An Omnipowerful God needed to sacrifice himself to himself (but only for a long weekend) in order to avert his own wrath against his own creations who he made in a manner knowing that they weren't going to live up to his standards.

And you should feel guilty for this. Give me money.

Offline Historicity

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Re: Christianity not violent?
« Reply #20 on: March 23, 2012, 09:08:40 AM »
  Unless you are a super genius, you'll have to turn to others to help you learn about it.  I suggest turning to some of the great Saints/minds of the past.

Okay, you have a contradiction there in your insult there.   First you say I have to turn to others rather than do my own reading.  Then you say that turning to others means reading what people in the past said. 

But how about Thomas Aquinas?

Quote
But St. Thomas, who wrote when the Inquisition was in full operation, felt called upon to defend the infliction of the death penalty upon heretics and the relapsed.  His words deserve careful consideration.  He begins by answering the objections that might be brought by the Scriptures and the Fathers against his thesis.  The first is the well known passage in St. Matthew, in which our Saviour forbids the servants of a householder to gather up the cockle before the harvest time, lest they root up the wheat with it[1].  St. John Chrysotom, he says, "argues from the text that it is wrong to put heretics to death."[2] But according to St. Augustine, the words of the Saviour" "Let the cockle grow until the harvest," are explained at once by what follows: "lest perhaps gathering up the cockle, you root up the wheat also with it."  When there is no danger of uprooting the wheat and no danger of schism, violent measures may be used:  Cum metus iste non subest ... non dormiat severitas disciplinae.[3] We doubt very much whether such reasoning would have satisfied St. John Chrysotom, St. Theodore the Studite, or Bishop Wazo, who understood the Saviour's prohibition in a literal and an absolute sense.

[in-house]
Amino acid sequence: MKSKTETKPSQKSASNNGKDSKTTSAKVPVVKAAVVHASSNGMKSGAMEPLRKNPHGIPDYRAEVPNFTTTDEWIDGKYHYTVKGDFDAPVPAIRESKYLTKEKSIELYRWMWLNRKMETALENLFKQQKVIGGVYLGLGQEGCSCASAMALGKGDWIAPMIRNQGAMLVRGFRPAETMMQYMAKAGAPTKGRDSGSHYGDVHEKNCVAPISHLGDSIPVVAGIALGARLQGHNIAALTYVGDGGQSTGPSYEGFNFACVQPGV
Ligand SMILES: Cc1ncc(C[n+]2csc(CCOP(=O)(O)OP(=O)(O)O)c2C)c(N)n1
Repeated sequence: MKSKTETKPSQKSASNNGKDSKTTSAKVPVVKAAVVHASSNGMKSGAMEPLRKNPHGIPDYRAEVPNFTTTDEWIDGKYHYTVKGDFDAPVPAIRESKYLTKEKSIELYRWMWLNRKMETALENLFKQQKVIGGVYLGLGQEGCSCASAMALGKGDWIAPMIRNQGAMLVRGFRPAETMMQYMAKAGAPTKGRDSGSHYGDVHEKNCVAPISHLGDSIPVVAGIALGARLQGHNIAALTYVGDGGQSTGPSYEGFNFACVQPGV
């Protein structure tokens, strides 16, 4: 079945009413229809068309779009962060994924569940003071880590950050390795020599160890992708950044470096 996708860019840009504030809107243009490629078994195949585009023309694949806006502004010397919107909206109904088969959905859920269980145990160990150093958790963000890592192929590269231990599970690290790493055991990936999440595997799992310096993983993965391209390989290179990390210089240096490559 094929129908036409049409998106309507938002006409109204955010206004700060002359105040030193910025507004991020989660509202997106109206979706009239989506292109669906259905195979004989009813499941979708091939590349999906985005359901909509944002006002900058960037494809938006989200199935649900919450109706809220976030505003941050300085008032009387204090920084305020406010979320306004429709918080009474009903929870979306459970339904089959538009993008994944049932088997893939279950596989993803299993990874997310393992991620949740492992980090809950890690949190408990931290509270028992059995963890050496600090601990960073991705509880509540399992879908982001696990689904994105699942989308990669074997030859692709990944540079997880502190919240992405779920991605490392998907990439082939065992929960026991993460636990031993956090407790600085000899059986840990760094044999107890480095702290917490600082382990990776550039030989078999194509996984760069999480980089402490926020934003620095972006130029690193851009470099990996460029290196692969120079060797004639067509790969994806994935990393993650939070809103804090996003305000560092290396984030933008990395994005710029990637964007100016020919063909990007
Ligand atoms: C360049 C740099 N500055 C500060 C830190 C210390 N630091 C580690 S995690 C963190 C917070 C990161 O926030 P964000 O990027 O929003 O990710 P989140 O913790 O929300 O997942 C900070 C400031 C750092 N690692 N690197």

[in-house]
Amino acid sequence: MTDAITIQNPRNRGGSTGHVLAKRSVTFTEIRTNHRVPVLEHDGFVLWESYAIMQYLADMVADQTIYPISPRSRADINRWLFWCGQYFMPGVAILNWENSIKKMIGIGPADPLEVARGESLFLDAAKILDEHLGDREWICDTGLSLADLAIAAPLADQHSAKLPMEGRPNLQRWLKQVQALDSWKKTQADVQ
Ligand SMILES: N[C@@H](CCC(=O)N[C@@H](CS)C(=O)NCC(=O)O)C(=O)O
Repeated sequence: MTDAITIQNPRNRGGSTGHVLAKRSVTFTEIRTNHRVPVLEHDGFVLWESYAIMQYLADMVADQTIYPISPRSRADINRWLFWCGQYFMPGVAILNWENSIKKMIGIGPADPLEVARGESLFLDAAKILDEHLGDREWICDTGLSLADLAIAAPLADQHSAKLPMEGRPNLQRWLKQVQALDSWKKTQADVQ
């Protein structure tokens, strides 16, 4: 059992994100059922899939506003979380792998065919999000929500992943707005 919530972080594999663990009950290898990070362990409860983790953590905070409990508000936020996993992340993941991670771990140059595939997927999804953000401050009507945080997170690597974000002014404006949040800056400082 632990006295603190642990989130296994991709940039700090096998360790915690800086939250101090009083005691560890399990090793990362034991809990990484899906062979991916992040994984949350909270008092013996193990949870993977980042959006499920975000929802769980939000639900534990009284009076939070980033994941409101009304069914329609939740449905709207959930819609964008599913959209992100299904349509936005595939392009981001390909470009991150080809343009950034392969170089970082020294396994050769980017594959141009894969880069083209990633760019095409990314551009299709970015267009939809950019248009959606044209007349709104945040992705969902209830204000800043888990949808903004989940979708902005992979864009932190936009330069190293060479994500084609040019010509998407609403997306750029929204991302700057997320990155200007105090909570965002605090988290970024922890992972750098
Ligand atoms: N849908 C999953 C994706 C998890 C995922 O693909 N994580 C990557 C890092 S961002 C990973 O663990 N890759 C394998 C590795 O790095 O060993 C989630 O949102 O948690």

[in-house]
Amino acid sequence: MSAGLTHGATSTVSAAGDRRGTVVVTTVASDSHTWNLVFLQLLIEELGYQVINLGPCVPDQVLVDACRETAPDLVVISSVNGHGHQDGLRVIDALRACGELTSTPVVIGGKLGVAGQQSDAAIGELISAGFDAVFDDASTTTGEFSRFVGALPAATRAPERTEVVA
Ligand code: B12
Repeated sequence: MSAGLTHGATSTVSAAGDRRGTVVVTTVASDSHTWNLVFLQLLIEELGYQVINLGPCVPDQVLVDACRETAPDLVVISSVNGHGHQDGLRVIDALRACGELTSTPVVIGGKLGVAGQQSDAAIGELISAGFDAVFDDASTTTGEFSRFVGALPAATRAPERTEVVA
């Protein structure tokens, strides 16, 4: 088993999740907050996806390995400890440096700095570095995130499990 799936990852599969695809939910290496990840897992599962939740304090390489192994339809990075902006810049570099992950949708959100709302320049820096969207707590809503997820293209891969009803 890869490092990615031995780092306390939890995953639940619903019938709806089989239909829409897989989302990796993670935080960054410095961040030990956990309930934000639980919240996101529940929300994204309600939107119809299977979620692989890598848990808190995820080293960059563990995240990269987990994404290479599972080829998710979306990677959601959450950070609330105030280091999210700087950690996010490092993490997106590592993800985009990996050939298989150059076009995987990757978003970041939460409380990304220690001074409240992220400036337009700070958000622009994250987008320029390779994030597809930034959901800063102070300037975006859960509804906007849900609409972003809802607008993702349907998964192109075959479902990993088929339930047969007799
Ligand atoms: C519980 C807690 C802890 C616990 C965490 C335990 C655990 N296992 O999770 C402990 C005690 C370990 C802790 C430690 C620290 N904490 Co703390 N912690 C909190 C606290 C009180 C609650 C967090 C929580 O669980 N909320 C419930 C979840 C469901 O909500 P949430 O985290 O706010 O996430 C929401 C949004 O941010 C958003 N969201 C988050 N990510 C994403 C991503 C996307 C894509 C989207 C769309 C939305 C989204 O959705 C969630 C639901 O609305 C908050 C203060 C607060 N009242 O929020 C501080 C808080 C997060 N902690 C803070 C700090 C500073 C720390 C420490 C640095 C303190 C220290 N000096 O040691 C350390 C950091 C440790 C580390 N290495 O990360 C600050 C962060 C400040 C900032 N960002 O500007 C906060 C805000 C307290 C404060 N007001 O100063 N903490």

But the passage does not reveal the whole mind of the Angelic doctor.  It is more evident in his exegesis of Ezechiel xviii. 32, Nolo mortem peccatoris.  "Assuredly," he writes, "none of us desires the death of a single heretic.  But remember that the house of David could not obtain peace until Absalom was killed in the war he waged against his father.  In like manner, the Catholic Church saves some of her children by the death of others, and consoles her sorrowing heart by reflecting that she is acting for the general good."[4]  ...

But it is ... distorting the context that St. Thomas makes the Bishop of Hippo advocate the very penalty which ... he always denounced most strongly. In the passage quoted, St. Augustine was speaking of the benefit that ensues to the Church from the suicide of heretics...

Thinking ... that he has satisfactorily answered all the objections ... he states as follows: "Heretics who persist in their error after a second admonition ought not only be excommunicated, but also abandoned to the secular arm to be put to death. For, {sic}he argues{sic}, it is much more wicked to corrupt the faith on which depends the life of the soul, than to debase the coinage which provides merely for temporal life; wherefore, if coiners and other malefactors are justly doomed to death, much more may heretics be justly slain once they are convicted.  If, therefore, they persist in their error after two admonitions, the Church despairs of their conversion, and excommunicates them to ensure the salvation of others whom they might corrupt; she then abandons them to the secular arm that they may be put to death."[5]